HUD Sets FHA Loan Limits

Posted by Patrick Barnard on December 09, 2013 No Comments
Categories : Residential Mortgage

The U.S. Department of Housing and Urban Development (HUD), which sets Federal Housing Administration (FHA) single-family loan limits, has reduced the national-ceiling loan limit for ‘high cost’ areas from $729,750 to $625,500, effective Jan. 1.

The change affects 650 areas deemed ‘high cost.’ Meanwhile, the standard FHA loan limit for areas considered ‘low cost’ would remain at the current $271,050.

‘As the housing market continues its recovery, it is important for FHA to evaluate the role we need to play,’ Carol Galante, commissioner of the FHA, says in a mortgagee letter detailing the agency's new loan limits, released late Friday. ‘Implementing lower loan limits is an important and appropriate step as private capital returns to portions of the market and enables FHA to concentrate on those borrowers that are still underserved.’

FHA loan limits are calculated according to a formula prescribed by the Housing and Economic Recovery Act (HERA), based on median home prices.

Borrowers with existing FHA-insured mortgages can continue to use FHA's Streamline refinance program regardless of their loan balance.

The higher loan limits have been in place for six years and were established by the Economic Stimulus Act of 2008 to ensure that mortgage credit was widely available during a time when private lending options were severely constrained.

The lower loan limits under HERA were originally scheduled to take effect in January 2009; however, due to continuing strains in credit markets, Congress delayed implementation several times, HUD's mortgagee letter notes.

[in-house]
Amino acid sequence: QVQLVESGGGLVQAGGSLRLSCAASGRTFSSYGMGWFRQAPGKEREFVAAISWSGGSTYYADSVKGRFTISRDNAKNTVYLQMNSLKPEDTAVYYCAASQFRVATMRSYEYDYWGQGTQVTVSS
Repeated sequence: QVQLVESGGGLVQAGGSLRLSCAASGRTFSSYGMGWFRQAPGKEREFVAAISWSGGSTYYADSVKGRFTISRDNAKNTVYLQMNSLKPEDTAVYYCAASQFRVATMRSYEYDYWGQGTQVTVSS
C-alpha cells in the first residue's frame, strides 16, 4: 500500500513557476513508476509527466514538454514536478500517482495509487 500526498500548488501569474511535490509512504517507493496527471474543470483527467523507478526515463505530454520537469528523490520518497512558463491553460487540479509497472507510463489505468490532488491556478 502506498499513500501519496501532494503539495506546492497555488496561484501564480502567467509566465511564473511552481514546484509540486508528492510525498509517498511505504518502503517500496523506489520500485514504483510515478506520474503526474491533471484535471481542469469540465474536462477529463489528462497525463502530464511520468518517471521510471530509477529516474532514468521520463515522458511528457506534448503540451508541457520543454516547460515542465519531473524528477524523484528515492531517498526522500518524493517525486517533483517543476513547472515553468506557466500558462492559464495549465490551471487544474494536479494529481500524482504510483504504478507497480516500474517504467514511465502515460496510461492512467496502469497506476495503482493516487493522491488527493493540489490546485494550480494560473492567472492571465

The mortgage loan limits for FHA-insured reverse mortgages will remain unchanged. The FHA's Home Equity Conversion Mortgage program will continue to have a maximum claim amount of $625,500, with actual loan limits based on property value, borrower age and current interest rates.

The setting of the new loan limits marks the first time calculations authorized by HERA will be fully implemented.

Last month, the Federal Housing Finance Administration announced that the maximum conforming loan limits for mortgages acquired or guaranteed by government-sponsored enterprises Fannie Mae and Freddie Mac would remain at $417,000 for single-unit properties. In addition, the special maximum loan limit for ‘higher-cost’ areas of the country would remain at $625,000, the agency announced.

To view HUD's mortgagee letter and list of county loan limits, click here.

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